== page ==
I took a different road home from work last week. The mountains were slick between storms, the trees dangerously green against the darkening sky. Instead of NPR, I was listening to Bruce Springsteen singing some old gospel. “Paul and Silas, bound in jail, had no money to pay their bail…thought they was lost, dungeons shook and the chains flew off.” Keep your eyes on the prize, hold on. Drive a new road, you could end up anywhere, I thought. Poplars flashed in the breeze.
Ahead of me, a pickup was stopped on the road. The driver inside held his hands out the window, pointing, and when I turned, I saw what he wanted me to see: the rounded black body of a bear, clambering onto his feet. He was inches from the road, and as I watched, he stretched one blunted paw, then the other, before padding up the mountain. Laurels bent beneath his weight, their belled blossoms trembling. I stopped the car, turned on my lights. The other driver, satisfied that his post was filled, drove on, leaving me with the bear. “Freedom’s name is mighty sweet, and soon we’re gonna meet.” The sound was tinnier now, in the face of the bear. I turned the radio off, watching until long after the bear was gone.
The CD was still in the car when, after church last week, I stopped by a friend’s barn to help with sheep shearing. An itinerant worker, a sheep-shearer, and, like my friend, a Quaker, had arrived for the job; his work carries him up and down the east coast, and you have to catch him when he’s here. His son, recently graduated from Earlham, was working alongside his father. Their twinned bodies, the father with his thick gray beard, his son in a cap, were pale silhouettes in the barn’s dim light. Each man held a sheep between his legs, working swiftly with the electric shearer.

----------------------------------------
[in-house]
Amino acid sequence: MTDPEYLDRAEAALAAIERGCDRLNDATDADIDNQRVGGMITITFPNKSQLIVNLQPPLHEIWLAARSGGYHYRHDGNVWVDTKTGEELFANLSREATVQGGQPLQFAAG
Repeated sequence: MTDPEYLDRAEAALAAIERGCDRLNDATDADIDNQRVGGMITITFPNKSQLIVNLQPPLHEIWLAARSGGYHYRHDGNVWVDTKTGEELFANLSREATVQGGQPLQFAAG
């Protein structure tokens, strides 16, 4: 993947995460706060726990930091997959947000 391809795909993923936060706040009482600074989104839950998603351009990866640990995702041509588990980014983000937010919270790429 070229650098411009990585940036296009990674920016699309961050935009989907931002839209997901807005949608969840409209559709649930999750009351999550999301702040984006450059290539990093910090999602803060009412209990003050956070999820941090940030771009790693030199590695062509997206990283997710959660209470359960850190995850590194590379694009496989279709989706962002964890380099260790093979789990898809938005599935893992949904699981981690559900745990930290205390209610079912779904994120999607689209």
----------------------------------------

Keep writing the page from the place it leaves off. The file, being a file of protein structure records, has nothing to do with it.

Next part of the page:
Each shearing started at the belly, where the wool is dingiest and most uneven. That first-cut wool, cast aside, left a strip of sweet stubbled flesh, nippled and bare. The remainder of the coat was shorn in one piece, as if peeling a fruit. The shearers moved up one side of the sheep, and down the other, each movement smooth, confident, impossibly gentle. The wool peeled off the body as if it were shedding its coat.
I asked the son why the sheep seemed so easy to hold; after all, a 200+ pound animal who wanted to escape surely could. He’d led one out by holding its chin and leading it backwards into the shearing space, then tipped it over, holding its forelegs.
The son grinned. “Oh, he could roll over,” he said. “But he doesn’t know it. He thinks he’s stuck like this.” Two muscled forelegs were propped between the man’s legs as he spoke. Behind him, the sheep gazed at me, as if from a great distance; she looked at me like someone would after a massage. Interested, but not very, replete with herself, too content to absorb anything new. Meanwhile, a great sheath of wool, four or five inches thick, slid above his shearing tool. His shearing tool never stopped moving. Light fell through the cracks between the chestnut walls, solid with dust. Light is both wave and particle, I remembered from somewhere. It could have been any time at all.
When he finally stopped, the son handed the shorn wool to my friend. It was vanilla, impossibly soft, slick with lanolin. You could fold it, like a coat. “The only thing we did was wrong…stayin’ in the wilderness too long.” The tune played mercilessly in my head. “The only thing we did was right, was the day we started to fight.” Meanwhile, the shearer turned to the sheep’s hoofs with his clipper. Splinters of dense hoof scattered in the dust. Keep your eyes on the prize. Hold on.
I thought of how often I’d been like that sheep, believing, sincerely, that I was stuck. I know the look in her eyes, the peace of resignation to the inevitable, to what is. But what is is comprised as much of my own belief as it is of fact. I choose my beliefs, daily. We all do. A bumper sticker: Don’t believe everything you think. I believe, for instance, that acceptance of what I’m currently powerless to change is as much of a virtue as I could hope for; yet I’m dimly, increasingly, aware of my complicity in accepting things that I could change.